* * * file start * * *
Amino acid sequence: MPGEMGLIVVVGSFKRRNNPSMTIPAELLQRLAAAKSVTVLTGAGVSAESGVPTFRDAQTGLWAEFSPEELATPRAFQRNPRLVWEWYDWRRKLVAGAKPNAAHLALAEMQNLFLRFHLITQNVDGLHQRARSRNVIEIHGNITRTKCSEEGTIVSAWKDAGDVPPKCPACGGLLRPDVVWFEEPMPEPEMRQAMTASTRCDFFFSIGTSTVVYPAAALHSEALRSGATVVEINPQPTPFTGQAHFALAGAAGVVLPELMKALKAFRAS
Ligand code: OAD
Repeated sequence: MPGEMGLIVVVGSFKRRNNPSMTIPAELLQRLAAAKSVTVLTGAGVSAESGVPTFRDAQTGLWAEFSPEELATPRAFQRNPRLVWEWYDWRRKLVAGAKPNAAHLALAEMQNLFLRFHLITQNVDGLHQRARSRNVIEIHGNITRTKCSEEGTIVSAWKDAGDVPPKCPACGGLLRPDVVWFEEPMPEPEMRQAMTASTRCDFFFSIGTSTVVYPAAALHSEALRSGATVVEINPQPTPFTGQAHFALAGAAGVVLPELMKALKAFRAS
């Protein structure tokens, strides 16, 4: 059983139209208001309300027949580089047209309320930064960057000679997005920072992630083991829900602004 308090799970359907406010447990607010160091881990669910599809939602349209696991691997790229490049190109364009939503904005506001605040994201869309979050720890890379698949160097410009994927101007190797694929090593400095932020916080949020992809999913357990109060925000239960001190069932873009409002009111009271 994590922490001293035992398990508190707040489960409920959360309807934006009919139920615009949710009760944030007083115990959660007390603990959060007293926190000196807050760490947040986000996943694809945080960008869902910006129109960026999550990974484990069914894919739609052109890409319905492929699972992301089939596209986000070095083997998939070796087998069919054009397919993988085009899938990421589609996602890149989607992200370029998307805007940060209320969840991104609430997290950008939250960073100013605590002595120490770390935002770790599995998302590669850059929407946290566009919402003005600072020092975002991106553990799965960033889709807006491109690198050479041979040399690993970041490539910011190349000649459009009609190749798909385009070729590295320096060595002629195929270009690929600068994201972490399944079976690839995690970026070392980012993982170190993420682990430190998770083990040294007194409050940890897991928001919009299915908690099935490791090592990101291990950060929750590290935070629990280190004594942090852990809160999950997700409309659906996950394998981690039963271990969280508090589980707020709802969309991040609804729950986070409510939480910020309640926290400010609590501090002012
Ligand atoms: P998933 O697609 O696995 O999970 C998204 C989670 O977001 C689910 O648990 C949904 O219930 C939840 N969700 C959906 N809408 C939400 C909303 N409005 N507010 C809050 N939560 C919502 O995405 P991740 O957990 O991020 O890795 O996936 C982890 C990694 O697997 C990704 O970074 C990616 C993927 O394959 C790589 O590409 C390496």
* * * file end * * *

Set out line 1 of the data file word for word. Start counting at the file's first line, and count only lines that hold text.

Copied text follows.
Amino acid sequence: MPGEMGLIVVVGSFKRRNNPSMTIPAELLQRLAAAKSVTVLTGAGVSAESGVPTFRDAQTGLWAEFSPEELATPRAFQRNPRLVWEWYDWRRKLVAGAKPNAAHLALAEMQNLFLRFHLITQNVDGLHQRARSRNVIEIHGNITRTKCSEEGTIVSAWKDAGDVPPKCPACGGLLRPDVVWFEEPMPEPEMRQAMTASTRCDFFFSIGTSTVVYPAAALHSEALRSGATVVEINPQPTPFTGQAHFALAGAAGVVLPELMKALKAFRAS